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Hydrologic Modeling of an Extreme Flood in the Guadalupe River in Texas

Authors

  • Hatim O. Sharif,

    1. Respectively, Assistant Professor (Sharif, Bin-Shafique) and Graduate Student (Hassan), Department of Civil and Environmental Engineering, University of Texas at San Antonio, One UTSA Circle, San Antonio, Texas 78249
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  • Almoutaz A. Hassan,

    1. Respectively, Assistant Professor (Sharif, Bin-Shafique) and Graduate Student (Hassan), Department of Civil and Environmental Engineering, University of Texas at San Antonio, One UTSA Circle, San Antonio, Texas 78249
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  • Sazzad Bin-Shafique,

    1. Respectively, Assistant Professor (Sharif, Bin-Shafique) and Graduate Student (Hassan), Department of Civil and Environmental Engineering, University of Texas at San Antonio, One UTSA Circle, San Antonio, Texas 78249
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  • Hongjie Xie,

    1. Assistant Professor (Xie), Department of Earth and Environmental Science, University of Texas at San Antonio, One UTSA Circle, San Antonio, Texas 78249
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  • Jon Zeitler

    1. Meteorologist (Zeitler), National Weather Service, Austin/San Antonio Weather Forecast Office, New Braunfels, Texas 78130.
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  • Paper No. JAWRA-09-0082-P of the Journal of the American Water Resources Association (JAWRA).Discussions are open until six months from print publication

(E-Mail/Sharif: hatim.sharif@utsa.edu)

Abstract

Sharif, Hatim O., Almoutaz A. Hassan, Sazzad Bin-Shafique, Hongjie Xie, and Jon Zeitler, 2010. Hydrologic Modeling of an Extreme Flood in the Guadalupe River in Texas. Journal of the American Water Resources Association (JAWRA) 1-11. DOI: 10.1111/j.1752-1688.2010.00459.x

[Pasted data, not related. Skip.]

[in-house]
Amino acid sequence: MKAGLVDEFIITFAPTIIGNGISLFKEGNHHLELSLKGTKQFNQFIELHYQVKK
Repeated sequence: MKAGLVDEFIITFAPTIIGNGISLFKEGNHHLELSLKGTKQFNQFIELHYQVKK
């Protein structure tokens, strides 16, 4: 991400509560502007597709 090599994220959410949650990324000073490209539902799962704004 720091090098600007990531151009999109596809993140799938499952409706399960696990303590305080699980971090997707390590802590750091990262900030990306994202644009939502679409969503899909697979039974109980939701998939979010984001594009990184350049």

Abstract:  Many of the storms creating the greatest rainfall depths in Texas, measured over durations ranging from one minute to 48 hours, have occurred in the Texas Hill Country area. The upstream portion of the Guadalupe River Basin, located in the Texas Hill Country, is susceptible to flooding and rapid runoff due to thin soils, exposed bedrock, and sparse vegetation, in addition to the Balcones Escarpment uplift contributing to precipitation enhancement. In November 2004, a moist air mass from the Gulf of Mexico combined with moist air from the Pacific Ocean resulted in the wettest November in Texas since 1895. Although the peak discharges were not the highest on record, the U.S. Geological Survey (USGS) stream gauge on the Guadalupe River at Gonzales, Texas reported a daily mean discharge of 2,304 m3/s on November 23, 2004 (average discharge is 53 m3/s). In this paper, we examine the meteorological conditions that led to this event and apply a two-dimensional, physically based, distributed-parameter hydrologic model to simulate the response of a portion of the basin during this event. The study results clearly demonstrate the ability of physically based, distributed-parameter simulations, driven by operational radar rainfall products, to adequately model the cumulative effect of two rainfall events and route inflows from three upstream watersheds without the need for significant calibration.

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